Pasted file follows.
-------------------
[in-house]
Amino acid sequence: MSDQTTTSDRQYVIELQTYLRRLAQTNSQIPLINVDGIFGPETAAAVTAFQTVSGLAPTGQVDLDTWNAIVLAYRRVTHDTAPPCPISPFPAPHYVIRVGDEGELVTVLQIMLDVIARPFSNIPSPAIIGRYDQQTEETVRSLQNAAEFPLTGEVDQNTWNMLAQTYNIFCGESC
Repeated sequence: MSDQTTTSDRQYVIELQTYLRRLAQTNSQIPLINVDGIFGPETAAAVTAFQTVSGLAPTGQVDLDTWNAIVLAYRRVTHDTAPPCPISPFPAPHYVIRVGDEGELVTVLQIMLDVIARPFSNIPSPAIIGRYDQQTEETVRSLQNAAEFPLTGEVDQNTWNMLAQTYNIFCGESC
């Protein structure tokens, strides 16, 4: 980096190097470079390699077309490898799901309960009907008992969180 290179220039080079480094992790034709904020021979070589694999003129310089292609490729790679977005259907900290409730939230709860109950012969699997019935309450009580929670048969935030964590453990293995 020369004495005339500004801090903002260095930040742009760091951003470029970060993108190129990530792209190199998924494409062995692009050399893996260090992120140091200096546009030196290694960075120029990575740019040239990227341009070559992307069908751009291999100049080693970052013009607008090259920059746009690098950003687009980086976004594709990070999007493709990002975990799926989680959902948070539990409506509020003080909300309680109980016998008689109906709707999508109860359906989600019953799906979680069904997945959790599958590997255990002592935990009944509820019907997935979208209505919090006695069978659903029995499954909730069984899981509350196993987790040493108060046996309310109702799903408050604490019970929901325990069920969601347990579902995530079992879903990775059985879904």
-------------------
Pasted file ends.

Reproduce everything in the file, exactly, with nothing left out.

[in-house]
Amino acid sequence: MSDQTTTSDRQYVIELQTYLRRLAQTNSQIPLINVDGIFGPETAAAVTAFQTVSGLAPTGQVDLDTWNAIVLAYRRVTHDTAPPCPISPFPAPHYVIRVGDEGELVTVLQIMLDVIARPFSNIPSPAIIGRYDQQTEETVRSLQNAAEFPLTGEVDQNTWNMLAQTYNIFCGESC
Repeated sequence: MSDQTTTSDRQYVIELQTYLRRLAQTNSQIPLINVDGIFGPETAAAVTAFQTVSGLAPTGQVDLDTWNAIVLAYRRVTHDTAPPCPISPFPAPHYVIRVGDEGELVTVLQIMLDVIARPFSNIPSPAIIGRYDQQTEETVRSLQNAAEFPLTGEVDQNTWNMLAQTYNIFCGESC
């Protein structure tokens, strides 16, 4: 980096190097470079390699077309490898799901309960009907008992969180 290179220039080079480094992790034709904020021979070589694999003129310089292609490729790679977005259907900290409730939230709860109950012969699997019935309450009580929670048969935030964590453990293995 020369004495005339500004801090903002260095930040742009760091951003470029970060993108190129990530792209190199998924494409062995692009050399893996260090992120140091200096546009030196290694960075120029990575740019040239990227341009070559992307069908751009291999100049080693970052013009607008090259920059746009690098950003687009980086976004594709990070999007493709990002975990799926989680959902948070539990409506509020003080909300309680109980016998008689109906709707999508109860359906989600019953799906979680069904997945959790599958590997255990002592935990009944509820019907997935979208209505919090006695069978659903029995499954909730069984899981509350196993987790040493108060046996309310109702799903408050604490019970929901325990069920969601347990579902995530079992879903990775059985879904």